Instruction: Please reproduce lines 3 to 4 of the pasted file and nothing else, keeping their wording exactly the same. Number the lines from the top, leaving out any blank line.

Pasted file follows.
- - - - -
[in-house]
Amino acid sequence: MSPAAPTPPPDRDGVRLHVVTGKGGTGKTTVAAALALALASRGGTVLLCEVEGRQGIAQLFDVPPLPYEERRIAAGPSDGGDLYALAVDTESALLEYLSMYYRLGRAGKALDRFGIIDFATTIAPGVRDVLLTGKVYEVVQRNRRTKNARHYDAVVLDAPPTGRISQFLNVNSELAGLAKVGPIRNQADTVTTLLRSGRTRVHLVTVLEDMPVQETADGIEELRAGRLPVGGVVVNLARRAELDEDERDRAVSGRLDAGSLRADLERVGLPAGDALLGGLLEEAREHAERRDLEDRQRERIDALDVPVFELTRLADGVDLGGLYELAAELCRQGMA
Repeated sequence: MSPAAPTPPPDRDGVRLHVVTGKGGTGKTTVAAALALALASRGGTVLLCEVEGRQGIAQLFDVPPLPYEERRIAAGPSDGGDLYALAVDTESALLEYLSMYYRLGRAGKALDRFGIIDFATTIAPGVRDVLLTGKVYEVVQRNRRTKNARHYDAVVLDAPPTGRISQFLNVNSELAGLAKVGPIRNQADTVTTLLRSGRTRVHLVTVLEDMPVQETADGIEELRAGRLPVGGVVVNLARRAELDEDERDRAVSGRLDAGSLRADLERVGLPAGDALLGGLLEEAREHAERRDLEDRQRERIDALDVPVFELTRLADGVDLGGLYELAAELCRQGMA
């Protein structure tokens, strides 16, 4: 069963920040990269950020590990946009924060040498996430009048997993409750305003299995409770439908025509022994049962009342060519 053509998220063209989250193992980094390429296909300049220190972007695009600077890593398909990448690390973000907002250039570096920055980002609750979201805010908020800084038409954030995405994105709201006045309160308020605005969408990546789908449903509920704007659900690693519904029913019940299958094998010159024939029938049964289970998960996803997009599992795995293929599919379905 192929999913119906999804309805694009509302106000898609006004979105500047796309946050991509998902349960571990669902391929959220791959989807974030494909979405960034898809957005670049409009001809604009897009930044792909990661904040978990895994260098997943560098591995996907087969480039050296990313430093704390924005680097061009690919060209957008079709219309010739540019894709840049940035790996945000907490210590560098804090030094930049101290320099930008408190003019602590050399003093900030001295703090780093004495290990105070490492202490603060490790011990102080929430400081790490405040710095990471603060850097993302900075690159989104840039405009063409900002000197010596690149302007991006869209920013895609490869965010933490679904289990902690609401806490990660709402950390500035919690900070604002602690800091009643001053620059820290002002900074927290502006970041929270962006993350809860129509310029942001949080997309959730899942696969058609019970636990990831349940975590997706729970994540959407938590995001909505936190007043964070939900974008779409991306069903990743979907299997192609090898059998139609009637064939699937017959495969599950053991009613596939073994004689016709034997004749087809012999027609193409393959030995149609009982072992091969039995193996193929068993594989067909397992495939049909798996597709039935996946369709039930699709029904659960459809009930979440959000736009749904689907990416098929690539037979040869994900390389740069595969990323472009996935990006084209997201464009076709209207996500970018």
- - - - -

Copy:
Repeated sequence: MSPAAPTPPPDRDGVRLHVVTGKGGTGKTTVAAALALALASRGGTVLLCEVEGRQGIAQLFDVPPLPYEERRIAAGPSDGGDLYALAVDTESALLEYLSMYYRLGRAGKALDRFGIIDFATTIAPGVRDVLLTGKVYEVVQRNRRTKNARHYDAVVLDAPPTGRISQFLNVNSELAGLAKVGPIRNQADTVTTLLRSGRTRVHLVTVLEDMPVQETADGIEELRAGRLPVGGVVVNLARRAELDEDERDRAVSGRLDAGSLRADLERVGLPAGDALLGGLLEEAREHAERRDLEDRQRERIDALDVPVFELTRLADGVDLGGLYELAAELCRQGMA
């Protein structure tokens, strides 16, 4: 069963920040990269950020590990946009924060040498996430009048997993409750305003299995409770439908025509022994049962009342060519 053509998220063209989250193992980094390429296909300049220190972007695009600077890593398909990448690390973000907002250039570096920055980002609750979201805010908020800084038409954030995405994105709201006045309160308020605005969408990546789908449903509920704007659900690693519904029913019940299958094998010159024939029938049964289970998960996803997009599992795995293929599919379905 192929999913119906999804309805694009509302106000898609006004979105500047796309946050991509998902349960571990669902391929959220791959989807974030494909979405960034898809957005670049409009001809604009897009930044792909990661904040978990895994260098997943560098591995996907087969480039050296990313430093704390924005680097061009690919060209957008079709219309010739540019894709840049940035790996945000907490210590560098804090030094930049101290320099930008408190003019602590050399003093900030001295703090780093004495290990105070490492202490603060490790011990102080929430400081790490405040710095990471603060850097993302900075690159989104840039405009063409900002000197010596690149302007991006869209920013895609490869965010933490679904289990902690609401806490990660709402950390500035919690900070604002602690800091009643001053620059820290002002900074927290502006970041929270962006993350809860129509310029942001949080997309959730899942696969058609019970636990990831349940975590997706729970994540959407938590995001909505936190007043964070939900974008779409991306069903990743979907299997192609090898059998139609009637064939699937017959495969599950053991009613596939073994004689016709034997004749087809012999027609193409393959030995149609009982072992091969039995193996193929068993594989067909397992495939049909798996597709039935996946369709039930699709029904659960459809009930979440959000736009749904689907990416098929690539037979040869994900390389740069595969990323472009996935990006084209997201464009076709209207996500970018």